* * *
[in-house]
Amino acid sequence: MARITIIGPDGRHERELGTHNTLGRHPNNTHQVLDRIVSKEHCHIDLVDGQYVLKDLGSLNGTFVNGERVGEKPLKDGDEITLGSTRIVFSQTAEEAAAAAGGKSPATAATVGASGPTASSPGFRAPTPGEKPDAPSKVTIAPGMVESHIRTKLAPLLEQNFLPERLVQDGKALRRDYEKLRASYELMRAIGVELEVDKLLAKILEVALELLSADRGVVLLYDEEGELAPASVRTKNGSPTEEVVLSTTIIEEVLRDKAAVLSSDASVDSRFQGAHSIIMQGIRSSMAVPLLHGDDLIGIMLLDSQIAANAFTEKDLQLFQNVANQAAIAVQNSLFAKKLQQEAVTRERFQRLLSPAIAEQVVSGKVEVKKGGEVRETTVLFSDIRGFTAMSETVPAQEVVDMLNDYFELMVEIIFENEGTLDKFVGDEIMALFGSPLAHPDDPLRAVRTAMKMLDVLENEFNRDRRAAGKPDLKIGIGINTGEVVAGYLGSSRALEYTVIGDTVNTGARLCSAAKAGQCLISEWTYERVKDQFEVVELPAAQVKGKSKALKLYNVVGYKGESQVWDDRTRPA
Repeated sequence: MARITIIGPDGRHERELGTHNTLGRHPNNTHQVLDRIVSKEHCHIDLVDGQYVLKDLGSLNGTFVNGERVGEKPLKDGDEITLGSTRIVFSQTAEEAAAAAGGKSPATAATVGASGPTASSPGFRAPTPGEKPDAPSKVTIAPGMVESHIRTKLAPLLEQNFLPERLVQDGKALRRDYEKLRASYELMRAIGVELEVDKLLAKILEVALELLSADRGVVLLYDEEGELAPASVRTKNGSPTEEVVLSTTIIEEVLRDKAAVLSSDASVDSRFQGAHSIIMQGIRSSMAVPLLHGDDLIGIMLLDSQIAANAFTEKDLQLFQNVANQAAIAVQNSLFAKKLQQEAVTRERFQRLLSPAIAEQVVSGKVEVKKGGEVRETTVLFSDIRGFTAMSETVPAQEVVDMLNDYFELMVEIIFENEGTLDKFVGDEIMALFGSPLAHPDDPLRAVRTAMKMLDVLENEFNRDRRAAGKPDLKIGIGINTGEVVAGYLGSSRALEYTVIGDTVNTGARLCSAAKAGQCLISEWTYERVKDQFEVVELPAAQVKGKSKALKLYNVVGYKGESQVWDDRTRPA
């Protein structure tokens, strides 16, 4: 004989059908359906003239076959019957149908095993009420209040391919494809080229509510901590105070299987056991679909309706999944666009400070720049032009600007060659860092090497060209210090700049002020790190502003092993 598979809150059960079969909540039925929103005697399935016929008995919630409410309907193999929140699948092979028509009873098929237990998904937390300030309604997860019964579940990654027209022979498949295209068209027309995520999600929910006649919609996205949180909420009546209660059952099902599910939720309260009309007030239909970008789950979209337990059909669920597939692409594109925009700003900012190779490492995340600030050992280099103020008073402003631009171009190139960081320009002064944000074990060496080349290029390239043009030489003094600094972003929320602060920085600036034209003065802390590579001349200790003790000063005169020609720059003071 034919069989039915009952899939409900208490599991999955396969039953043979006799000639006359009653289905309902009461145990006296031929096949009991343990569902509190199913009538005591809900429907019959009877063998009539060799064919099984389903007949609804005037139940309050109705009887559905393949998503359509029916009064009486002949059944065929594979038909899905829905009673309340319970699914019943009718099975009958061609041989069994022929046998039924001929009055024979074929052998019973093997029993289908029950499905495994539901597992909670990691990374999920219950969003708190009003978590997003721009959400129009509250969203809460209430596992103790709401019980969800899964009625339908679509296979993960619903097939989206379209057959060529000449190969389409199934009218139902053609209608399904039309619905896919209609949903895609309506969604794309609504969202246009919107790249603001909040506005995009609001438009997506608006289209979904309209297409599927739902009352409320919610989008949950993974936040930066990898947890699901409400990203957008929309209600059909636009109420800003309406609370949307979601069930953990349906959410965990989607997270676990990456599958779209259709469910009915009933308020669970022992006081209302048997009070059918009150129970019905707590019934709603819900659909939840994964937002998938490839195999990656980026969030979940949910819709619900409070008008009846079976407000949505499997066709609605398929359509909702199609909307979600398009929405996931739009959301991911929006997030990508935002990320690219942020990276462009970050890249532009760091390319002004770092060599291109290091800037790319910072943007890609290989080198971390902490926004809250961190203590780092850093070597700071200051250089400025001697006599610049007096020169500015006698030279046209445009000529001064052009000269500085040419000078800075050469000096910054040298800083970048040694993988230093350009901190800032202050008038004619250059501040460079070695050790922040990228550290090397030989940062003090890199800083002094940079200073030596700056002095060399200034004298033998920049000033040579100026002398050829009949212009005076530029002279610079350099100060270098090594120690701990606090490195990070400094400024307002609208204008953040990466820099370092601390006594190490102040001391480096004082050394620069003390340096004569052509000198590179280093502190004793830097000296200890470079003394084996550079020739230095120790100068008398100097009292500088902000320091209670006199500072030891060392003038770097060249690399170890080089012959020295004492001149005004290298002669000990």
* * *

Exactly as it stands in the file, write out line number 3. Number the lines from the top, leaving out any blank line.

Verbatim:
Repeated sequence: MARITIIGPDGRHERELGTHNTLGRHPNNTHQVLDRIVSKEHCHIDLVDGQYVLKDLGSLNGTFVNGERVGEKPLKDGDEITLGSTRIVFSQTAEEAAAAAGGKSPATAATVGASGPTASSPGFRAPTPGEKPDAPSKVTIAPGMVESHIRTKLAPLLEQNFLPERLVQDGKALRRDYEKLRASYELMRAIGVELEVDKLLAKILEVALELLSADRGVVLLYDEEGELAPASVRTKNGSPTEEVVLSTTIIEEVLRDKAAVLSSDASVDSRFQGAHSIIMQGIRSSMAVPLLHGDDLIGIMLLDSQIAANAFTEKDLQLFQNVANQAAIAVQNSLFAKKLQQEAVTRERFQRLLSPAIAEQVVSGKVEVKKGGEVRETTVLFSDIRGFTAMSETVPAQEVVDMLNDYFELMVEIIFENEGTLDKFVGDEIMALFGSPLAHPDDPLRAVRTAMKMLDVLENEFNRDRRAAGKPDLKIGIGINTGEVVAGYLGSSRALEYTVIGDTVNTGARLCSAAKAGQCLISEWTYERVKDQFEVVELPAAQVKGKSKALKLYNVVGYKGESQVWDDRTRPA